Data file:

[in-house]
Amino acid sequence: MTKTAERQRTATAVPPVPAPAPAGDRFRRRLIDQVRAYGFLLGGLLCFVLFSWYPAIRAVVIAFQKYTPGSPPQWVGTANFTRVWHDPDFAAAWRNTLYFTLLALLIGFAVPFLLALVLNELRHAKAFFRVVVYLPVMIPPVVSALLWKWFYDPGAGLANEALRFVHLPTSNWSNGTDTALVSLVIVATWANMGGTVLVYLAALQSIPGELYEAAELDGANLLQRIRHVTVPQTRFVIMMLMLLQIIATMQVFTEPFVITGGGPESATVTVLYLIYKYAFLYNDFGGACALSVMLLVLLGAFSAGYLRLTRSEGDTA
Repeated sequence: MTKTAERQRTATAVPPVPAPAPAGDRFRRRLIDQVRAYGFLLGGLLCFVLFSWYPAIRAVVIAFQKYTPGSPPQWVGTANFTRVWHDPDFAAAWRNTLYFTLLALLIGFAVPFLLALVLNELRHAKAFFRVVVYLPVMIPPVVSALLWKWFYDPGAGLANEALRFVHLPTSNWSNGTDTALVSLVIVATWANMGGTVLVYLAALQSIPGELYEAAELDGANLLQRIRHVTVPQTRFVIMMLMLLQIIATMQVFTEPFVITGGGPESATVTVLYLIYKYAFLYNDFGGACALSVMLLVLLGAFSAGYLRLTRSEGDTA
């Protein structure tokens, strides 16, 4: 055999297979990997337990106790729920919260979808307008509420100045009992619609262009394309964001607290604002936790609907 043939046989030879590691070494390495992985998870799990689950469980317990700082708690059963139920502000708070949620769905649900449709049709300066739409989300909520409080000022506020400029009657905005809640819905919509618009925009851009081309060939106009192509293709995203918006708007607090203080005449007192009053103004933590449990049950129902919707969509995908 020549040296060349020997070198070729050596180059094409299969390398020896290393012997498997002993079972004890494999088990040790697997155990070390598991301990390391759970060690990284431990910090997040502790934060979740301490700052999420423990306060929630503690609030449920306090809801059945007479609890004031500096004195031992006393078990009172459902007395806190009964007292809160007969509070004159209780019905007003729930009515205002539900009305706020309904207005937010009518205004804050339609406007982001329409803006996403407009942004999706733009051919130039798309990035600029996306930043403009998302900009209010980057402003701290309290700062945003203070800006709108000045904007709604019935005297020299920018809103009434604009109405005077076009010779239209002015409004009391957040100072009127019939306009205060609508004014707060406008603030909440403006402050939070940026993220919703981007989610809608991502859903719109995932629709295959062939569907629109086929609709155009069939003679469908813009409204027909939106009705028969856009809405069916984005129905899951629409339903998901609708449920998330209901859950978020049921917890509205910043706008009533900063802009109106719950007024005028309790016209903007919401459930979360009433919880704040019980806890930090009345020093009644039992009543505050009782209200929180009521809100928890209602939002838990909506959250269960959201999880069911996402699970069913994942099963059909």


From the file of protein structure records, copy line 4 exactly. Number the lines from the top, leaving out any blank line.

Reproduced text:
């Protein structure tokens, strides 16, 4: 055999297979990997337990106790729920919260979808307008509420100045009992619609262009394309964001607290604002936790609907 043939046989030879590691070494390495992985998870799990689950469980317990700082708690059963139920502000708070949620769905649900449709049709300066739409989300909520409080000022506020400029009657905005809640819905919509618009925009851009081309060939106009192509293709995203918006708007607090203080005449007192009053103004933590449990049950129902919707969509995908 020549040296060349020997070198070729050596180059094409299969390398020896290393012997498997002993079972004890494999088990040790697997155990070390598991301990390391759970060690990284431990910090997040502790934060979740301490700052999420423990306060929630503690609030449920306090809801059945007479609890004031500096004195031992006393078990009172459902007395806190009964007292809160007969509070004159209780019905007003729930009515205002539900009305706020309904207005937010009518205004804050339609406007982001329409803006996403407009942004999706733009051919130039798309990035600029996306930043403009998302900009209010980057402003701290309290700062945003203070800006709108000045904007709604019935005297020299920018809103009434604009109405005077076009010779239209002015409004009391957040100072009127019939306009205060609508004014707060406008603030909440403006402050939070940026993220919703981007989610809608991502859903719109995932629709295959062939569907629109086929609709155009069939003679469908813009409204027909939106009705028969856009809405069916984005129905899951629409339903998901609708449920998330209901859950978020049921917890509205910043706008009533900063802009109106719950007024005028309790016209903007919401459930979360009433919880704040019980806890930090009345020093009644039992009543505050009782209200929180009521809100928890209602939002838990909506959250269960959201999880069911996402699970069913994942099963059909």